Facebook has come a long way in terms of keeping you safe online and giving you a range of options to protect your privacy. The problem is that is that the settings are overly complicated and difficult to keep track of. This post is really about getting you started on these settings and on the importance of doing a monthly security audit.
Set aside an hour each month to go through these settings and you’ll be reducing any nasty surprises and avoid the unfortunate consequences of being hacked or being the subject of a practical joke.
I’ll be going through doing a security audit with Facebook personal profiles and not Facebook pages. However, if you do manage a Facebook page, make sure all your admins run a security audit on their personal profiles each month. There are serious issues here, because your page could be compromised by the security settings of one of your page’s administrators. In an ideal world you would have two Facebook accounts– one for personal use and one for business. That way a business can have clear guidelines on the security settings for all accounts. Unfortunately it is not possible to use more than one account (i.e. one account for personal use and one for business) — this goes against Facebook’s community guidelines.
I’ll be writing another post specifically on doing security audits for Facebook pages.
Monthly Personal Profile Audit
The first time you do the security audit, it can seem a little overwhelming. However, don’t worry– it isn’t as bad it looks and it is definitely worth it! You’ll get more and more used to it each time, and after the first audit you’ll find that there will be less to change since you will have done the bulk on the first audit.
Make sure you bookmark this page and come back to it each month. Make a reminder so that you won’t forget (Google Calendar is great as it can send you a reminder by text and/or email)
1. Password Audit.
Can you remember when you set your Facebook password? Have you ever changed it? You can find out these answers by heading on down to the account settings in Facebook. This can be found by clicking on the arrow to the right of the home tab on the far right of the blue bar, or you can find it by clicking here.
Having a strong password is absolutely vital. It’s also really important not to use the same password more than once. You could use a password method, but I’d highly recommend checking out a password management tool like Last Pass- this way you can have a very complicated password for Facebook without having to remember it. For more information why your password is not safe, check out my previous article on the subject.
2. Always use https
If you are relying on a wireless network for your internet connection you really should enable SSL for all the sites you connect to. This means that any information you send or receive from a website is encrypted. Unfortunately not all sites offer SSL, but Facebook does, and you should enable it right now! To do so, click on the security link on the side menu and tick the box in secure browsing.
For more details on how to keep safe online (particularly if you regularly use public wifi networks) have a look at my 10 tips to Make Your Computer More Secure.
3. Login Notifications & Approvals
This is optional, but it may be something you want to enable. Login notifications can be sent by SMS and/or email whenever you log in. That way, if you receive a notification when you haven’t logged in, you’ll know that something isn’t right and a potential security breach has occurred.
Login approvals would normally be something I’d highly recommend. It uses a technique called “2 step authentication” which asks you for a password every time you log in from a new device. Unfortunately it only works if you don’t delete cookies on your browser. If you don’t delete your cookies on a regular basis then do feel free to use Facebook’s login approvals. If not, I’d recommend using LastPass and their 2 step authentication.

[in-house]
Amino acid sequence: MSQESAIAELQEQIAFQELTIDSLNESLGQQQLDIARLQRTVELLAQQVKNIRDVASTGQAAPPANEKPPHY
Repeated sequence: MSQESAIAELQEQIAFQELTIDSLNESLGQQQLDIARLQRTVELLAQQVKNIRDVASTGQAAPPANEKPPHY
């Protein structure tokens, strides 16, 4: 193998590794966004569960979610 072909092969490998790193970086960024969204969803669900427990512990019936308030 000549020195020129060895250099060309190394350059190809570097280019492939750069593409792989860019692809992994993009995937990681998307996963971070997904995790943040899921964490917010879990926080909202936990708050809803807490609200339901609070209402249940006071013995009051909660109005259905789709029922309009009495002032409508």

4. Your Recognized Devices
Audit your recognise devices and remove any that you don’t need. A recognised device is any computer, tablet or smartphone that has connected to Facebook and been added as a recognised device.
5. Active Sessions
Remove any active sessions from Facebook that you don’t need. You may be surprised by the number of devices that are logged into your Facebook account. I certainly was! I had 12 active sessions which included 2 Android phones, an iPad, 3 computers and more. These sessions don’t necessarily mean completely different devices, it could mean the same computer but a different browser, or a different location. Generally I’d recommend closing all the sessions except for mobile devices that you can vouch for. Make sure you check each session carefully and if in doubt close it.
6. Do not Track Plugins
Did you know that Facebook tracks your movements across the internet? You might be fine with this and see it as a way for Facebook to “enhance your experience”.
Until a “Do not Track” standard has been introduced on websites, the only other option is to use a browser setting or extension. Google Chrome should have a “do not track” setting by the end of 2012, but in the mean time there are plenty of extensions that do the job for you. My recommendation is Facebook Disconnect.
7. Friends audit
Everyone has different criteria for who they accept as Facebook friends. Some of your friends could be mere acquiescences or perhaps even some that you haven’t met. Go through your friends list and make sure you are happy with the people you share with. You should also put your friends in relevant lists so that you only share the information you are comfortable with with certain of your friends, but we’ll come on to that in a bit…
8. Email Security & Password
What would happen if your email account was compromised and hacked? Well, one scary thought could be them filling in the Facebook Password Reset form. If the hacker had access to your email account they could then potentially gain control of your Facebook account. Make sure you have a strong password for your email account and that it is different to your Facebook one. You’ll also have to check your security questions, but we’ll come to that later…
9. Facebook Lists
Did you know you can put your Facebook friends in different categories or lists? Although Facebook introduced lists back in 2007, it wasn’t until smart lists were introduced in 2011 that they became truly useful. In a move that some called Facebook’s answer to Google Circles, Facebook launched lists as a way to allow users to show different levels of content to different people.